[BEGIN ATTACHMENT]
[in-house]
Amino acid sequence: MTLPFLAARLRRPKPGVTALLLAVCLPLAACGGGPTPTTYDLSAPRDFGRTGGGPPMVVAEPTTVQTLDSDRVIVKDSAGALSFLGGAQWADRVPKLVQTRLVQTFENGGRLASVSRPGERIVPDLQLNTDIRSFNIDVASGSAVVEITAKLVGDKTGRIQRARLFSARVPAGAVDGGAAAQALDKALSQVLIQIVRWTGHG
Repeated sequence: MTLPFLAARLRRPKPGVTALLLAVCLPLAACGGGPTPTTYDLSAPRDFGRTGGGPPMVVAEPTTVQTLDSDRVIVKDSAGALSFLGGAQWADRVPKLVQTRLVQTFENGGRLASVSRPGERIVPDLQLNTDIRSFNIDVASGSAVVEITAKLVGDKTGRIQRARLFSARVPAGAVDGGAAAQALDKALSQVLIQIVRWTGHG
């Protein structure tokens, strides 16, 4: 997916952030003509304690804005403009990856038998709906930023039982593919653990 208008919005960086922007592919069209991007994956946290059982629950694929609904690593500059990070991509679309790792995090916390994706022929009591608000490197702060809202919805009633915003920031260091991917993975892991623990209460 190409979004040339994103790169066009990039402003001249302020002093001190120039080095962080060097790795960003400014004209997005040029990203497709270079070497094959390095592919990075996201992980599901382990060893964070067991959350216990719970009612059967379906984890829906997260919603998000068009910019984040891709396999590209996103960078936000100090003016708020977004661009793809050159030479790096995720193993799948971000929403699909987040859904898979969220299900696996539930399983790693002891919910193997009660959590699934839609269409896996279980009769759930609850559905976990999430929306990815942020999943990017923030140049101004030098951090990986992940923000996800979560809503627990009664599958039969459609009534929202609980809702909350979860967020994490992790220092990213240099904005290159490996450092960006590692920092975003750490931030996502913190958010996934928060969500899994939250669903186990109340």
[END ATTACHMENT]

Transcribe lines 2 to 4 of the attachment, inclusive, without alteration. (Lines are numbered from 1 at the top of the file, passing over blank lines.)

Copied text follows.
Amino acid sequence: MTLPFLAARLRRPKPGVTALLLAVCLPLAACGGGPTPTTYDLSAPRDFGRTGGGPPMVVAEPTTVQTLDSDRVIVKDSAGALSFLGGAQWADRVPKLVQTRLVQTFENGGRLASVSRPGERIVPDLQLNTDIRSFNIDVASGSAVVEITAKLVGDKTGRIQRARLFSARVPAGAVDGGAAAQALDKALSQVLIQIVRWTGHG
Repeated sequence: MTLPFLAARLRRPKPGVTALLLAVCLPLAACGGGPTPTTYDLSAPRDFGRTGGGPPMVVAEPTTVQTLDSDRVIVKDSAGALSFLGGAQWADRVPKLVQTRLVQTFENGGRLASVSRPGERIVPDLQLNTDIRSFNIDVASGSAVVEITAKLVGDKTGRIQRARLFSARVPAGAVDGGAAAQALDKALSQVLIQIVRWTGHG
């Protein structure tokens, strides 16, 4: 997916952030003509304690804005403009990856038998709906930023039982593919653990 208008919005960086922007592919069209991007994956946290059982629950694929609904690593500059990070991509679309790792995090916390994706022929009591608000490197702060809202919805009633915003920031260091991917993975892991623990209460 190409979004040339994103790169066009990039402003001249302020002093001190120039080095962080060097790795960003400014004209997005040029990203497709270079070497094959390095592919990075996201992980599901382990060893964070067991959350216990719970009612059967379906984890829906997260919603998000068009910019984040891709396999590209996103960078936000100090003016708020977004661009793809050159030479790096995720193993799948971000929403699909987040859904898979969220299900696996539930399983790693002891919910193997009660959590699934839609269409896996279980009769759930609850559905976990999430929306990815942020999943990017923030140049101004030098951090990986992940923000996800979560809503627990009664599958039969459609009534929202609980809702909350979860967020994490992790220092990213240099904005290159490996450092960006590692920092975003750490931030996502913190958010996934928060969500899994939250669903186990109340």